• 19. Energy Efficiency Provisions ACES (H.R. 2454) ACELA (S. 1462) American Power Act until 2020. Transmission ACES Sec. 151- Encourages regional electric grid ACELA Sec. 121- Directs the FERC to Planning planning, taking into account all demand- and supply- coordinate regional transmission planning side options including energy efficiency, distributed and, in consultation with interested generation, smart grid, demand response, storage, parties, to develop national electricity grid voltage regulation, advanced conductor technologies, planning principles. FERC could approve underground transmission, and conventional projects in certain high-priority instances transmission capacity and corridors. Planning is to be if states failed to do so. coordinated by FERC. ACES Sec. 153- Makes certain high-efficiency transmission equipment eligible for a federal loan guarantee program, and for new DOE grants. Industrial Energy Efficiency Industrial Plant ACES Sec. 241- Requires DOE to continue existing work Energy with the American National Standards Institute (ANSI) Efficiency and the International Standards Organization to develop Standards and industrial plant efficiency certification technical Targets standards. Would also require DOE’s Industrial Technologies Program to support the voluntary implementation of such standards by manufacturing firms. Industrial RD&D ACES Sec. 244- Requires DOE to assess the electric motor ACELA Sec. 202- Directs DOE to establish APA Sec. 4161- Requires the Department and Technical market in the United States, the opportunities for collaborative research and development of Commerce to establish a National Assistance energy-efficiency improvements by market segment, and partnerships between the Industrial Industrial Innovation Institute, which motor purchase and maintenance practices. Based on Technologies Program and other DOE would research and develop the assessment, directs DOE to establish a national programs. technologies that improve the efficiency motor end-user education program. ACELA Sec. 203- Directs DOE to conduct and competitiveness of domestic ACES Sec. 275 – Requires DOE to carry out a national an assessment of cost-effective energy manufacturers and reduce energy program to educate leaders in the industrial and efficiency technologies that are not widely consumption and greenhouse gas commercial buildings sectors and in government on the implemented in the United States for emissions large energy-saving potential of greater use of application to energy-intensive industrial The bill would provide 1 percent of mechanical insulation. It would provide information sectors. emissions allowances in the years 2013 through education and training sessions, the internet ACELA Sec. 204- Renames the Energy- to 2020 and 0.5 percent of allowances in 19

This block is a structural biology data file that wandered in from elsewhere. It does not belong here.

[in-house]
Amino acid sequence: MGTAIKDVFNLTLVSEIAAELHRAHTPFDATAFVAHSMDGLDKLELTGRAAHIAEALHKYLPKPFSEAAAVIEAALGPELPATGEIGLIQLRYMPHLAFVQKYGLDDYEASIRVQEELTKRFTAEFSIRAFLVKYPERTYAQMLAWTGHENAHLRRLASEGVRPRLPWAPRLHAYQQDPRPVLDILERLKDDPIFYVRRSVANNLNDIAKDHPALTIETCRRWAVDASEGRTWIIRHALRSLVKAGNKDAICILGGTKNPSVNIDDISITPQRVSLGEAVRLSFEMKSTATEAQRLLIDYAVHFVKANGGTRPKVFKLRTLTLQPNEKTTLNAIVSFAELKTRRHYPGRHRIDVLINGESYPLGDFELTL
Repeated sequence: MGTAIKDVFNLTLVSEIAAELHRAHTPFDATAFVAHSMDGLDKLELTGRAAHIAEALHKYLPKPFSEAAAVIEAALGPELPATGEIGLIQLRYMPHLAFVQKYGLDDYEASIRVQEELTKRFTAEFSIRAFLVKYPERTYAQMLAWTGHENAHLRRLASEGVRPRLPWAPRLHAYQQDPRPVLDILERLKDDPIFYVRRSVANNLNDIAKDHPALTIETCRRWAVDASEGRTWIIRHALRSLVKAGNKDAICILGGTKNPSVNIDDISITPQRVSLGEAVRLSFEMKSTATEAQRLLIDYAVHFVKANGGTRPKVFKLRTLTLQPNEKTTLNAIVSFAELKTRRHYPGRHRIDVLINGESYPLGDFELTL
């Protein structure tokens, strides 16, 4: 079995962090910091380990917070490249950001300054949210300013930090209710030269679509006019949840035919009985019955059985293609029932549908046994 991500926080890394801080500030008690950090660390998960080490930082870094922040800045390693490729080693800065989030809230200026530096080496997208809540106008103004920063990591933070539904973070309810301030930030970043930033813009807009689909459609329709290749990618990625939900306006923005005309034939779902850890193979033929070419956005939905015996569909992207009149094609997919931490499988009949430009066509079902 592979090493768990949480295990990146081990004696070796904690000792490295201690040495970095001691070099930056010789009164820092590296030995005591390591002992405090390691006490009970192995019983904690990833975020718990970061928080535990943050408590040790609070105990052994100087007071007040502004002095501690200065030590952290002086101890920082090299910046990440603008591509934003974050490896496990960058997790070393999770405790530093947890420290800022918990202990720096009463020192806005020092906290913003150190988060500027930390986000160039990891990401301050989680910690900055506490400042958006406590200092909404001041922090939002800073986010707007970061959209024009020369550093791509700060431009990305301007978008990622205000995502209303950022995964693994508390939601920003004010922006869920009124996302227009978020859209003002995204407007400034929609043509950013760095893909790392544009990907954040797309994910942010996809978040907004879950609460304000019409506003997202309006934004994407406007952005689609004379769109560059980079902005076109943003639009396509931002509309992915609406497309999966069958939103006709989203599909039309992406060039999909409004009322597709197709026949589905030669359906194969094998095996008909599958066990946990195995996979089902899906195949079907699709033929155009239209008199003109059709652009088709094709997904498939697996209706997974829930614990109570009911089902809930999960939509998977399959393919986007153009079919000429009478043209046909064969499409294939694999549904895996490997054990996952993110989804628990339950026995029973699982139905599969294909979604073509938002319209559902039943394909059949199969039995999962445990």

• 20. Energy Efficiency Provisions ACES (H.R. 2454) ACELA (S. 1462) American Power Act and advertising. Authorizes $3.5 million per year from Intensive Industries Program to be the 2021 for the National Industrial 2010 to 2014 to carry out this section. “Future of Industry Program.” Creates a Innovation Institute. See allocations, “road map process” to assess energy and below. greenhouse gas emissions in individual See also ACES Sec. 174 under Research and industrial processes, establish targets of Development. opportunity for “efficiency, sustainability, and resilience” improvement, and develop public-private actionable plans. See additional provisions in section 204, below. ACELA Sec. 205- Authorizes a sustainable manufacturing initiative under DOE’s Industrial Technologies Program to provide onsite technical assistance to identify ways in which a manufacturer can improve its energy efficiency and achieve other environmental goals. ACELA Sec. 206- Directs DOE to provide one-time competitive grants of up to $500,000 for state-industry partnerships that improve efficiency and cost competitiveness while reducing pollution and industrial waste. ACELA Sec. 207- Directs DOE to arrange with NAS for a study on the development of advanced manufacturing capabilities for various energy technologies. ACELA Sec. 231- Same as ACES Sec. 244. Grants, Awards, ACES Sec. 242- Directs DOE to provide awards to electric ACELA Sec. 201- Establishes a DOE APA Sec. 781(b)(2) – Similar to ACES 242 and Loan and thermal energy generation facilities for the program to provide grants of up to $100 - Directs EPA to provide awards for Programs innovative recovery of waste heat for electricity million to lenders to support revolving energy efficiency retrofits and production or thermal use. Awards can comprise up to loans for manufacturers to reduce modernization in manufacturing plants, 25% of the value of the energy projected to be recovered systems energy intensity and increase including: or generated through the first five years of program competitiveness. - grants to promote waste heat activity. recovery and improve efficiency 20